At 1,214 km in length, the border between Portugal and Spain is the longest uninterrupted border within the European Union. It has been free of border control since 1995. The movement of goods and freedom of travel is something that residents of both countries have come to enjoy.
Today, I am in Alcoutim on the river bank of the Guadiana River, looking over to the Spanish village of Sanlucar de Guadiana. I am visiting the Festival do Contrabando. Some of the locals have dressed up in the traditional costumes of a time when things were very different. In those days, life was hard and smuggling was a part of everyday existence. To understand why ordinary people risked being sent to prison and even losing their lives in illegal trade, a little history and geography is a good place to start.
Even today, with a fast road coming up from Vila Real de Santo António, Alcoutim feels a little off the beaten track. Go back in time and this village was extremely remote, like a little outpost stuck on the eastern edge of the region. Originally, it was a simple garrison with a few soldiers to keep an eye on the neighbours. There is evidence of Roman occupation and a history of Spanish armies crossing the river to invade. I find myself asking, why here?
The answer is simply because this is the narrowest part of the river on the Algarve section of the border and, therefore, the best place to cross. With the settlement on the Spanish side being established around 1428, the twin villages became a harbour and, by the turn of the sixteenth-century, trading from one side to the other was well established. Trading meant paying taxes and by all accounts, the Lord of Alcoutim did very nicely out of it. Around this period, the smuggling of Africans arriving in Portugal to sell as slaves across the border was another lucrative business. Cattle and other livestock (that had not been taken by the invading armies) also got transported illegally.
The remoteness of the location meant that the two sides developed a strong cooperation and reliance on each other. There are other examples of Spanish and Portuguese “sister” towns, like Eljas and Foios, that formed a union through cooperative smuggling. In the region of the Serra de São Mamede national park, which the border runs through, there is still a kind of mixed-up language called Porteñol in some of the villages. In one of the articles that I came across, there was a smuggler’s house in the region called Casa de la Duda (house of doubt), where the front door opened to Spain and the back door to Portugal. Apparently, the border has been moved and the house is now Spanish.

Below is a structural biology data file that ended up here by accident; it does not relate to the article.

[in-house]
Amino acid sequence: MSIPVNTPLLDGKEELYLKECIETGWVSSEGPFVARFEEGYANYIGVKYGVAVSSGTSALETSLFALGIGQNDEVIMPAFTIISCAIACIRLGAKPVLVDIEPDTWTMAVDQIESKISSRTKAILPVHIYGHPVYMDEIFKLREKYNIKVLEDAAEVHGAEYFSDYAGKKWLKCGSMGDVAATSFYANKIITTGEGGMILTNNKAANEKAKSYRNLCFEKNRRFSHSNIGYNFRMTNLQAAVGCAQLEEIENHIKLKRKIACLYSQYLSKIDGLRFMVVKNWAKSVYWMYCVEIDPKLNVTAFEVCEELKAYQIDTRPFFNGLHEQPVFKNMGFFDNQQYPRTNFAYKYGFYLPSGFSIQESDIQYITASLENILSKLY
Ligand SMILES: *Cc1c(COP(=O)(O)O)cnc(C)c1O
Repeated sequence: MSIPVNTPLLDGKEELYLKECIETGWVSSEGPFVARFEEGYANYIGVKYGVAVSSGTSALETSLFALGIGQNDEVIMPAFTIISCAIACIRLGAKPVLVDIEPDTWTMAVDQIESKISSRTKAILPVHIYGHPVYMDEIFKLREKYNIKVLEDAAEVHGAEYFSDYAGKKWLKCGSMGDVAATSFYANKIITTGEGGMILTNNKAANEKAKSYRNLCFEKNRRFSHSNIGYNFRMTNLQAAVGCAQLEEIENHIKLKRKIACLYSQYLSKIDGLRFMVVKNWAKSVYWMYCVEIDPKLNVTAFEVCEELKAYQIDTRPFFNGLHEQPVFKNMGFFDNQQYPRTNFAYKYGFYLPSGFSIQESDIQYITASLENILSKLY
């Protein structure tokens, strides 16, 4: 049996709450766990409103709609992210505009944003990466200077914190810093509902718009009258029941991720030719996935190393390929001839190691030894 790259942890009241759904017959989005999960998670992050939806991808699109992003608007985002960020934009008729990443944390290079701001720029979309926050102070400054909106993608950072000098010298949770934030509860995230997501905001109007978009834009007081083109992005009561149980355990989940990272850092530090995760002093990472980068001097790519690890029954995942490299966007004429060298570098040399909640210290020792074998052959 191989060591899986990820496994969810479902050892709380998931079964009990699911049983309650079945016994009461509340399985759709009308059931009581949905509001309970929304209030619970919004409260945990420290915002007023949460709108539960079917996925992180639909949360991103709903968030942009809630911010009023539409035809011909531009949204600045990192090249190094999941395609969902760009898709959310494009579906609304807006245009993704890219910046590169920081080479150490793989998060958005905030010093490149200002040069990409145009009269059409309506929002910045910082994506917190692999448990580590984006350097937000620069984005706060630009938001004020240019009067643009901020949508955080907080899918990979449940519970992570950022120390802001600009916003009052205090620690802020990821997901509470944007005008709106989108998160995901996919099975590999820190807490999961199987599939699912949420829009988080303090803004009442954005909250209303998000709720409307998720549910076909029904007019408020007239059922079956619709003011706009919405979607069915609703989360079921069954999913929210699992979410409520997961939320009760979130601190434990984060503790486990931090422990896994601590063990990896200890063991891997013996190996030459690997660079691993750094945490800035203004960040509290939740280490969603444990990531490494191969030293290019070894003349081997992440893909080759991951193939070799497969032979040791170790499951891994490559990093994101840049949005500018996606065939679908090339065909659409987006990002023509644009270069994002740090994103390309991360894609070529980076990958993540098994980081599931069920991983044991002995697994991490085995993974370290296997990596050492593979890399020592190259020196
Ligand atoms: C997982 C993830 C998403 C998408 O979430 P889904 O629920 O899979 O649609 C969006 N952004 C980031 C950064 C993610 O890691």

Returning to Alcoutim, everything was going along nicely for the town until the Spanish civil war came along in 1936 and trading across the river stopped. With no connecting boat to carry people and goods, residents had to travel south, cross the river at Castro Marim and then travel north again on the other side. This was inconvenient, to say the least. In order to continue supplying each other with vital goods, smuggling became the only option. For many families, this simply meant survival and was the only way of getting basics like flour, sugar, salt, coffee and textiles. It was also a way of avoiding the heavy taxes mentioned earlier and for many, the financial benefit would have been hard to resist.
After the civil war came the hardships of a dictatorship for the Spanish, which the Portuguese knew all about as well. Now even the absolute basics of bread and cheese were being crossed over the border to feed the impoverished Spaniards. Many of the customs officers employed to stop the smugglers also found the extra income from being paid to turn a blind eye hard to turn down.
These people may have been engaged in illegal activity, but in many cases, they were ordinary men and women working the fields by day and smuggling by night under moonlight, not by choice, but by necessity.
Sitting here now, looking across the peaceful river in the modern world, it is hard to imagine those days. Young men carrying 40 or 50 kilos on their backs in order to either cross mountains further to the north, row in small boats or even swim against the fast-flowing river currents. Some reported taking an extra five kilos in their hands so that if spotted by the civil guards, who were on a constant lookout, they would ditch the heavy backpack and run off with the small “lifesaver”. Others were not so fortunate. Apparently, in some of the harder-to-access areas, it was simply too much effort to pick up the smugglers and take them to trial; it was easier to just shoot them on the spot.
The battle between the authorities and those seeking to profit from smuggling drugs and other modern contraband continues today, and I guess that while there are borders, it will continue to happen into the future.
Main image: Looking over the shoulder of the “contrabandista” statue over the river to Sanlucar de Guadiana